The Academic Staff Union of Universities, ASUU has accused the Federal Government of lying about the union calling off the lingering strike on an agreed date in December.
Bibian Anekwe News understands that the Minister of Labour and Employment, Dr Chris Ngige had claimed in a statement earlier that the university union had agreed to suspend the strike action by December 9, 2020.
However, in his reaction to the Minister’s claim, Professor Biodun Ogunyemi, ASUU’s National President said there is nothing in the federal government’s offer of November that suggests that conclusion.
According to Ogunyemi, there will be no need for strike actions in the academic sector if the government had implemented the agreement reached with the union.
He lamented that those in the position of authority have over the years performed poorly in the Nigerian education sector, causing decay in Nigeria’s public universities. ASUU noted that as stakeholders in the Nigerian university system, its union is worried and embarrassed over the current development.
The union, however, said it is not too late to do a rethink as they believe ‘if there is the will, there will be away.’
The full statement reads: “ASUU leadership did not reach any understanding with the government to suspend the strike on December 9, 2020, and there is nothing in the government offer of November 27, 2020, to suggest that conclusion as allegedly claimed by the Minister of Labour and Employment.
“At our last meeting in the office of the Minister of Labour and Employment on November 27, 2020, the ASUU leadership promised to faithfully present the latest government offer to its members through the established tradition. The latest offer by the government makes proposals on nearly all items of demand by the union with timelines. Among others, the document which was signed by the Hon. Minister of Labour and Employment, Senator Chris Ngige, contains proposals on the inauguration of the reconstituted FGN-ASUU Renegotiation Committee (1st December 2020); release of details about Visitation Panels (1st December 2020); working on the actualisation of the release of the withheld salaries of ASUU members (Wednesday, December 9, 2020).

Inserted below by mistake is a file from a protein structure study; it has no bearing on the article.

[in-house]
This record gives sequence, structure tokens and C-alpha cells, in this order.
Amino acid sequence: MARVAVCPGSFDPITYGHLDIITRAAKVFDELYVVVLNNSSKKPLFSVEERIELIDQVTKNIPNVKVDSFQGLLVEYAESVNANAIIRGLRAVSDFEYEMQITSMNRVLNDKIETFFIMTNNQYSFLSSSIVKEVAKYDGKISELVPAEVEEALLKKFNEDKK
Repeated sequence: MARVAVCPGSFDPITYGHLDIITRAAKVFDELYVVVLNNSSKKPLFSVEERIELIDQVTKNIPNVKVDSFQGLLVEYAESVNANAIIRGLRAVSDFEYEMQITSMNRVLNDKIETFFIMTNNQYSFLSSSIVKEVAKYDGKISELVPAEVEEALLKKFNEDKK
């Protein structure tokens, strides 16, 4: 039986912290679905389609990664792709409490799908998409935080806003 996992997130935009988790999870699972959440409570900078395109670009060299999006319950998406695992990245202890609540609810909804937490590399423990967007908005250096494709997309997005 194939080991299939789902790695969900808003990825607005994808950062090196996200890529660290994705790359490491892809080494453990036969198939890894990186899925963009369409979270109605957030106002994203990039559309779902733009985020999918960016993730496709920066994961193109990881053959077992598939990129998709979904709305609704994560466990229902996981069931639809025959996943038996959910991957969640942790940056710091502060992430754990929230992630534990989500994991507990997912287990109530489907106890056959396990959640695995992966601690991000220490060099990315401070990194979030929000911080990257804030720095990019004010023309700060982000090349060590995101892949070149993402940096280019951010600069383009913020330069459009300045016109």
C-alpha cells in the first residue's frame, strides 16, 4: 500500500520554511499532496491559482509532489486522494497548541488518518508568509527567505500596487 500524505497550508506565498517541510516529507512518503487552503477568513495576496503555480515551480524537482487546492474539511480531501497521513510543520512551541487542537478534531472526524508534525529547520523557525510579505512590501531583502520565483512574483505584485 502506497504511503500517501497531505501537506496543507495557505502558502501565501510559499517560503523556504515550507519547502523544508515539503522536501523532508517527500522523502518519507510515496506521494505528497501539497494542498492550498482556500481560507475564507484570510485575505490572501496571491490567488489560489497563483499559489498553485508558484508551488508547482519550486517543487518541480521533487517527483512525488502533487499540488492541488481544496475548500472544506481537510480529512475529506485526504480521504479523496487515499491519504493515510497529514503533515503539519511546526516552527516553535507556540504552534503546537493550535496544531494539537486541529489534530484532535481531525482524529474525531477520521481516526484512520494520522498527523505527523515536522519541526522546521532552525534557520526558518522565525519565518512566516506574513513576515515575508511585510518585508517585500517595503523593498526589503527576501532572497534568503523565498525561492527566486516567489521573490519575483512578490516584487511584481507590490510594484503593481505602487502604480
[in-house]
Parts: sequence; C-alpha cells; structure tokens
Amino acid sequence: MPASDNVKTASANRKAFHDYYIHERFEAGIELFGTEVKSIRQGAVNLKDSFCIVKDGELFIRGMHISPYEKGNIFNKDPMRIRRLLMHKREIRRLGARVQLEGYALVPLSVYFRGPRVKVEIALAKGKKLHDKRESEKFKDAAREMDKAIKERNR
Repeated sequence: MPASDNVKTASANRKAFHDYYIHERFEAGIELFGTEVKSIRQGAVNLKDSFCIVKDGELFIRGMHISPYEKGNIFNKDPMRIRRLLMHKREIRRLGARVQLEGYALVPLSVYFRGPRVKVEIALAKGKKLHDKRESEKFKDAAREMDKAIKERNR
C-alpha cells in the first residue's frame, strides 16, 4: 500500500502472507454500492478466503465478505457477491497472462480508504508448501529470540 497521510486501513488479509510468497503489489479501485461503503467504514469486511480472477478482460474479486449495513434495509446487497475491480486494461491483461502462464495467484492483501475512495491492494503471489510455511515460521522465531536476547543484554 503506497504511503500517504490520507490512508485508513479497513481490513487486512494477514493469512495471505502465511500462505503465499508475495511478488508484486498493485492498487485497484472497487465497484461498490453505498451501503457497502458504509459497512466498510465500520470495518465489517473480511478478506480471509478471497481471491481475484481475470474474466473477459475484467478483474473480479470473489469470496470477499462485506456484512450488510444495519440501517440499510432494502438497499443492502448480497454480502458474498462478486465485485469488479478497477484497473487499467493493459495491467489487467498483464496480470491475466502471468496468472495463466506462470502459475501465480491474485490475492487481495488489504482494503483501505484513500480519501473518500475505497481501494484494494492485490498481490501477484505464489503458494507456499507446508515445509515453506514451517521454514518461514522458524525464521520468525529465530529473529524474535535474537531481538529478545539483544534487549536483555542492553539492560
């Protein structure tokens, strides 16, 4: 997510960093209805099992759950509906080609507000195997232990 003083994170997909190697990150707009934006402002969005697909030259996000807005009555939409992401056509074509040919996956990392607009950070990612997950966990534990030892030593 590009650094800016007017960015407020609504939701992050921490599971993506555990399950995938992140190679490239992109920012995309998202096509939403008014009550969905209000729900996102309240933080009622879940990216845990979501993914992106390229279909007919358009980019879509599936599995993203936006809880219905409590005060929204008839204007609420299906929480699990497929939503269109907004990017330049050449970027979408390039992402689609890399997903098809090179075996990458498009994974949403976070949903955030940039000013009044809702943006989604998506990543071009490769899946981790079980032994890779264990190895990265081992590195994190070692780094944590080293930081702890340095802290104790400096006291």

“Clause 9 on the document reads, ‘Based on these conclusions reached on items 1-8, ASUU’s leadership will consult its organs with a view to suspending the ongoing strike.
“Whatever comes out of an engagement with agents of the government is an offer which must be taken back to the branches through the various organs of the union. Views and perspectives on offers by governments are aggregated and presented to government agents as counter-offers. This trade union strategy of offer and counter-offer is continually deployed until the National Executive Council (NEC) of ASUU – consisting of all recognised chairpersons – finally approves what it considers an acceptable offer from the government. It is only then that any strike action by ASUU can be suspended.
“It was a needless crisis in the first place. It happened because the government has consistently failed to faithfully implement the agreements it freely signed with the union.
“ASUU members, as stakeholders in the Nigerian university system, are equally worried and embarrassed that those in the position of authority, over the years, displayed seeming indifference to the rot and decay in Nigeria’s public universities.
“We think it is not too late to do a rethink; we believe if there is the will, there will be away.”
Meanwhile, Nigerian lawyer and Human Rights Activist, Mike Ozekhome (SAN), has berated President Muhammadu Buhari’s refusal to appear before the Nigerian lawmakers over insecurity.
Bibian Anekwe News reports that the Human Rights Activist expressed disappointment with the Attorney General and Minister of Justice, Abubakar Malami over his statement on Wednesday, December 9, which stated that the National Assembly lack powers to summon the president.